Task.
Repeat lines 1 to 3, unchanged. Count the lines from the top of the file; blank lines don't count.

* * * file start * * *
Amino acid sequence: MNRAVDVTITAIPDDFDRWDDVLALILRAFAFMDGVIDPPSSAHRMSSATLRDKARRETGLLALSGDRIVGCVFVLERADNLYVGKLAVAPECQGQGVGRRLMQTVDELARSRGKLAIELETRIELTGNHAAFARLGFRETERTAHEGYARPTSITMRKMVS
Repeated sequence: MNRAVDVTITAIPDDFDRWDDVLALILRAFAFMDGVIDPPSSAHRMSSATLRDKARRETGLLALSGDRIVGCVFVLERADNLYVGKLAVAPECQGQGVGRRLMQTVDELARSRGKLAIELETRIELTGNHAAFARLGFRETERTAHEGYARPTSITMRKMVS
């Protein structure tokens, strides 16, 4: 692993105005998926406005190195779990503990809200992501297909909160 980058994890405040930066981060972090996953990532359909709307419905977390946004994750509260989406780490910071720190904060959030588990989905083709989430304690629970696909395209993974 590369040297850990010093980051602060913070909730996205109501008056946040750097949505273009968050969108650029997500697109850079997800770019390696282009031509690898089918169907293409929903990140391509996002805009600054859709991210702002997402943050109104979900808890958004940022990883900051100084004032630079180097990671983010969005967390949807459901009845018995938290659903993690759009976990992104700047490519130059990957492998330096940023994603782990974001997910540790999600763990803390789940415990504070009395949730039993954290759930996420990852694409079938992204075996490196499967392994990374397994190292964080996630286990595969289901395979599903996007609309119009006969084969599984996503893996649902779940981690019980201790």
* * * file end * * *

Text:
Amino acid sequence: MNRAVDVTITAIPDDFDRWDDVLALILRAFAFMDGVIDPPSSAHRMSSATLRDKARRETGLLALSGDRIVGCVFVLERADNLYVGKLAVAPECQGQGVGRRLMQTVDELARSRGKLAIELETRIELTGNHAAFARLGFRETERTAHEGYARPTSITMRKMVS
Repeated sequence: MNRAVDVTITAIPDDFDRWDDVLALILRAFAFMDGVIDPPSSAHRMSSATLRDKARRETGLLALSGDRIVGCVFVLERADNLYVGKLAVAPECQGQGVGRRLMQTVDELARSRGKLAIELETRIELTGNHAAFARLGFRETERTAHEGYARPTSITMRKMVS
């Protein structure tokens, strides 16, 4: 692993105005998926406005190195779990503990809200992501297909909160 980058994890405040930066981060972090996953990532359909709307419905977390946004994750509260989406780490910071720190904060959030588990989905083709989430304690629970696909395209993974 590369040297850990010093980051602060913070909730996205109501008056946040750097949505273009968050969108650029997500697109850079997800770019390696282009031509690898089918169907293409929903990140391509996002805009600054859709991210702002997402943050109104979900808890958004940022990883900051100084004032630079180097990671983010969005967390949807459901009845018995938290659903993690759009976990992104700047490519130059990957492998330096940023994603782990974001997910540790999600763990803390789940415990504070009395949730039993954290759930996420990852694409079938992204075996490196499967392994990374397994190292964080996630286990595969289901395979599903996007609309119009006969084969599984996503893996649902779940981690019980201790």